Computers, Privacy & the Constitution
-- EricSantos - 15 May 2015

Nobody Cares What You Think

The central struggle presented in this course is over the fate of the One Network that connects all of humanity. Professor Moglen has made it very clear that there are only two outcomes; either the network ushers in an age of freedom and equality heretofore unimaginable or a small group seizes control of the network and uses it to establish an unbreakable tyranny over everyone else. The ends are extreme because the network is; total connectedness means an infinite capacity to communicate or to surveil. There are many entities in society today, governmental and not, pushing technological development towards centralization. If we accept all of these propositions as premises, to fight for freedom is to struggle against those entities.

If this is the case, they are winning. And their lead is steadily increasing.

In American society, at least, the battle for a free Network is fought on two fronts: the law and the marketplace. The way that the Network will develop will ultimately be steered by the people who use it. The technology that develops will be a product of those people’s desires. Functional limitations may push back the precise point at which the Net will tend irrevocably towards either freedom or tyranny, but has very little bearing on which form it will take; eventually, the people will get the technology they demand. The law and the marketplace, by contrast, are essential. Elected officials can enact reforms that promote the development of technologies that facilitate anonymous reading and encryption and prevent the centralization of information. People can choose to buy products that incorporate the technologies of freedom; businesses that develop them will succeed while others that hoard information will fail. The fact that the shape of the One Net is essentially a choice to be made by people is illuminating. The struggle against the forces driving the Network towards centralization has primarily been about facts. But there is strong evidence that facts have very little bearing on what people want or believe. To bring about a free network, we need to stop trying to appeal to logos and instead appeal to pathos.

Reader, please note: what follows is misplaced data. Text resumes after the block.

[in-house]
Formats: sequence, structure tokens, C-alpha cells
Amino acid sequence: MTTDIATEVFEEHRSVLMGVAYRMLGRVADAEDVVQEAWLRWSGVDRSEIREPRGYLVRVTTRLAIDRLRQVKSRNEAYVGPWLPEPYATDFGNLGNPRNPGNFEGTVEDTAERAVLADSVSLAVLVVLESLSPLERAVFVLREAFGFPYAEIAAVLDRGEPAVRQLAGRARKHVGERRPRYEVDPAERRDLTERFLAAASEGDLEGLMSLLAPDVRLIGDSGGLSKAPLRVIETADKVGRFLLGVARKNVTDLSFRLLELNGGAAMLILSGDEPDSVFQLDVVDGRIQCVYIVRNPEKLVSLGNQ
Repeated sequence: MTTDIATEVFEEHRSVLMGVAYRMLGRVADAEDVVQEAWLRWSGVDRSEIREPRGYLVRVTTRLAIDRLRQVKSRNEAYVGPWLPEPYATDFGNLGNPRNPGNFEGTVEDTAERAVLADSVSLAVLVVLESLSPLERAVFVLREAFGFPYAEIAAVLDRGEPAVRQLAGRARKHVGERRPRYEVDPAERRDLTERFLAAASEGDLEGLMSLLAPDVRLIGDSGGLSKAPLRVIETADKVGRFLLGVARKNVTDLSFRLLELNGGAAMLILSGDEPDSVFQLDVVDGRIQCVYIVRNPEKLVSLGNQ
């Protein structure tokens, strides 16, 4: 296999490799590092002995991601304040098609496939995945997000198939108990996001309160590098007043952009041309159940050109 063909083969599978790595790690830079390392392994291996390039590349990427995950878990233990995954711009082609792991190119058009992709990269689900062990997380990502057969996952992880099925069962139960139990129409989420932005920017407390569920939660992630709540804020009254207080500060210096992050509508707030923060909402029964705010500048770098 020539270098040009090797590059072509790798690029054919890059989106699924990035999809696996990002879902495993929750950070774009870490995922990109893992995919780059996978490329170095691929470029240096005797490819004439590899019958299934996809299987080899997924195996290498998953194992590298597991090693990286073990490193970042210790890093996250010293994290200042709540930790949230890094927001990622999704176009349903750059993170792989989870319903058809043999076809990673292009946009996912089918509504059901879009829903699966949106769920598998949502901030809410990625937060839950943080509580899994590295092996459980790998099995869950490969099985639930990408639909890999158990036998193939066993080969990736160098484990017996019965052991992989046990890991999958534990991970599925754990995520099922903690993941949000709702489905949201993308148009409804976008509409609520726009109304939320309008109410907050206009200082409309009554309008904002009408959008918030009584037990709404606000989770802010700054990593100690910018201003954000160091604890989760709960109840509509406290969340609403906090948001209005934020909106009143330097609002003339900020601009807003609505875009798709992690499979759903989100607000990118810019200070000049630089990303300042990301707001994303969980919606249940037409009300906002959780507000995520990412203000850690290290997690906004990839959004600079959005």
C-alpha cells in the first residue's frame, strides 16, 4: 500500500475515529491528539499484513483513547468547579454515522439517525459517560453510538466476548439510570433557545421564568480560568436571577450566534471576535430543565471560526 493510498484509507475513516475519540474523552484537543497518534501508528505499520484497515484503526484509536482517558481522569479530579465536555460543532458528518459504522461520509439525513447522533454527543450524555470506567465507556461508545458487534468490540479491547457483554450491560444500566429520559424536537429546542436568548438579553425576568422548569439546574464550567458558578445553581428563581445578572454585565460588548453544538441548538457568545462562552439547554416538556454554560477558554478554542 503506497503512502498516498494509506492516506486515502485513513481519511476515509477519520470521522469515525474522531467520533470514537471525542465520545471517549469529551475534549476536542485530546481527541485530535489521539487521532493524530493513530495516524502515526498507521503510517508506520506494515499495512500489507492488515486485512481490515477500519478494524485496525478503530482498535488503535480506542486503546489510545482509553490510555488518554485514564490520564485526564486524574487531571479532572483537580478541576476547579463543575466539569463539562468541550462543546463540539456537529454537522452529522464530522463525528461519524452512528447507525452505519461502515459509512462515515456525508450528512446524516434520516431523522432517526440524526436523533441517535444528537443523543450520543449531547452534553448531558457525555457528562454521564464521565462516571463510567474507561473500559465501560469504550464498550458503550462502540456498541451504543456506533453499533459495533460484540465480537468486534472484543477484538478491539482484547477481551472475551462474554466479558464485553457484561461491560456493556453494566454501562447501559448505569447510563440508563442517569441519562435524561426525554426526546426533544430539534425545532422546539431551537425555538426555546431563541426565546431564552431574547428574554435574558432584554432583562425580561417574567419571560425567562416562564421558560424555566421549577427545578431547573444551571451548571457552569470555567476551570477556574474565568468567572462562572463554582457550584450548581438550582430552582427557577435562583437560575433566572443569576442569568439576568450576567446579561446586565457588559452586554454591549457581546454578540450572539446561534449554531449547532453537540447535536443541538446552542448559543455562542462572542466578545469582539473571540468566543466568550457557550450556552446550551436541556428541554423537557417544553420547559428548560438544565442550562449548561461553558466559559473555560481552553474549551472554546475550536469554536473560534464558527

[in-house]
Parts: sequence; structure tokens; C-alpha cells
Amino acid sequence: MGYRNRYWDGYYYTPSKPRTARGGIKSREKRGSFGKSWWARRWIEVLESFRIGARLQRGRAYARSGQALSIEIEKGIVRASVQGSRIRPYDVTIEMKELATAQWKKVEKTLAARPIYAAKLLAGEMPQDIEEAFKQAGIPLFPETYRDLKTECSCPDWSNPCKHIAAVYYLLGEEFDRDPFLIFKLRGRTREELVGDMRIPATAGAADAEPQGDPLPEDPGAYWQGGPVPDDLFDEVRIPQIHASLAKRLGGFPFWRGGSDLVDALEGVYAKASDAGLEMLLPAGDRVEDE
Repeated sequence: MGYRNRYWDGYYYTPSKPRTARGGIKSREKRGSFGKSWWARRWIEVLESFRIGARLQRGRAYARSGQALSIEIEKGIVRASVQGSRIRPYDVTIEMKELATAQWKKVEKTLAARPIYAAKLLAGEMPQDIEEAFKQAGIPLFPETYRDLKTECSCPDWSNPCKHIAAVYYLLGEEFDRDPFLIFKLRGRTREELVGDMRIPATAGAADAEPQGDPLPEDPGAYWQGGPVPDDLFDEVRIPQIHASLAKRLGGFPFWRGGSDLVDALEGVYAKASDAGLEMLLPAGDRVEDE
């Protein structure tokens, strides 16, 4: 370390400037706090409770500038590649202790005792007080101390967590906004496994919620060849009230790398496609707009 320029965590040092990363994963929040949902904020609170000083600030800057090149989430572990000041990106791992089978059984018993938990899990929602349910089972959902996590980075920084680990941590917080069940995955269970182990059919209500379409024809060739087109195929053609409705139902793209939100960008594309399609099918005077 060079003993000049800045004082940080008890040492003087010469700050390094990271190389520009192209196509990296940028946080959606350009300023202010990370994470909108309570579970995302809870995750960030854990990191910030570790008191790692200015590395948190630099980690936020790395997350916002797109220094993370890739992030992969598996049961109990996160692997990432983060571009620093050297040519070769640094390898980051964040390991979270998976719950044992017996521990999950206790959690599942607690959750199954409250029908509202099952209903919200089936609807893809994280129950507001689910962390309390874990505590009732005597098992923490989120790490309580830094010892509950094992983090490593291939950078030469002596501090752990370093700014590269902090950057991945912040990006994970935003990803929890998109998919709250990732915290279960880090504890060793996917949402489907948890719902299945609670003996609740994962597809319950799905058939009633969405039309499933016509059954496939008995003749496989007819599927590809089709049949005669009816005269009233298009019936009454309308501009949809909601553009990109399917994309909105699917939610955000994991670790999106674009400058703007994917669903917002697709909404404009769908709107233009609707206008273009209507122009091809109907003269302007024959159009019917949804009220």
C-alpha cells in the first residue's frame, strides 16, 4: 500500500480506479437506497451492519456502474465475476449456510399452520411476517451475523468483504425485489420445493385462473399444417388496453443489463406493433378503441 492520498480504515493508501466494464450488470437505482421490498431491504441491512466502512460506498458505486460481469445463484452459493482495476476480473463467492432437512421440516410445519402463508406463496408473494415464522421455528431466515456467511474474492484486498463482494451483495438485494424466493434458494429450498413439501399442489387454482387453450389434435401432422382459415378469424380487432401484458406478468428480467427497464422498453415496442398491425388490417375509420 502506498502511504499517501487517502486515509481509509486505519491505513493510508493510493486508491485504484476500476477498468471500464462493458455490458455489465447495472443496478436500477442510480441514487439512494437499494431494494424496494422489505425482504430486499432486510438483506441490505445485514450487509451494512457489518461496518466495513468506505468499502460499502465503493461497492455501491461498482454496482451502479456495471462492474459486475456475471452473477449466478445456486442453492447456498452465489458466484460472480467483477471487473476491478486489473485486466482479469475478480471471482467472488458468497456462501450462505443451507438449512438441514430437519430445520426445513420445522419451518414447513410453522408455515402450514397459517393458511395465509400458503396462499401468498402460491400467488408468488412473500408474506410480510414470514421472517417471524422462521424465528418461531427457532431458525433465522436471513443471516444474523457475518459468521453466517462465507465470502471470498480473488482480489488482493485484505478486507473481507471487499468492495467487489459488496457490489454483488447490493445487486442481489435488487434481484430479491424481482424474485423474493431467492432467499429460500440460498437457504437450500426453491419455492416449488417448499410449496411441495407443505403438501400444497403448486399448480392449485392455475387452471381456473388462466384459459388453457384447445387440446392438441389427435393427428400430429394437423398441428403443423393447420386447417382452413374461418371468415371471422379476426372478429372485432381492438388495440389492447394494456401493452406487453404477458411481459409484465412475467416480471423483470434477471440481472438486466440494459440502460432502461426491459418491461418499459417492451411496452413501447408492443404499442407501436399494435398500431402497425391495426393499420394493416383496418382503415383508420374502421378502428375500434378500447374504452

There is a substantial body of psychological research on political decisionmaking that establishes that facts alone have limited power to change beliefs. In 2004, researchers studied individuals who were presented with seemingly contradictory statements by presidential candidates. The scientists found that when confronted with this information, subjects found ways to logically reconcile their preferred candidate’s statements, but did not do so for apparent contradictions made by the opposing candidate. Even more strikingly, the researchers found that when a subject successfully defended their preferred candidate, their brains reacted by triggering systems for positive emotions in ways very similar to the brains of addicts who have been given a fix. Drew Westen, et al., Neural Bases of Motivated Reasoning: An fMRI Study of Emotional Constraints on Partisan Political Judgment in the 2004 U.S. Presidential Election, 18 Journal of Cognitive Neuroscience 11, 1947-58 (2004) available here; DREW WESTEN, THE POLITICAL BRAIN x-xiv (2007). Recently, other researchers on partisanship found that the strongest predictor of party loyalty in elections is their fundamental dislike of the opposing party rather than any reason based in substantive policy. Alan Abramowitz & Steven Webster, All Politics is National: The Rise of Negative Partisanship and the Nationalization of U.S. House and Senate Elections in the 21st Century, Emory University 2015, available here.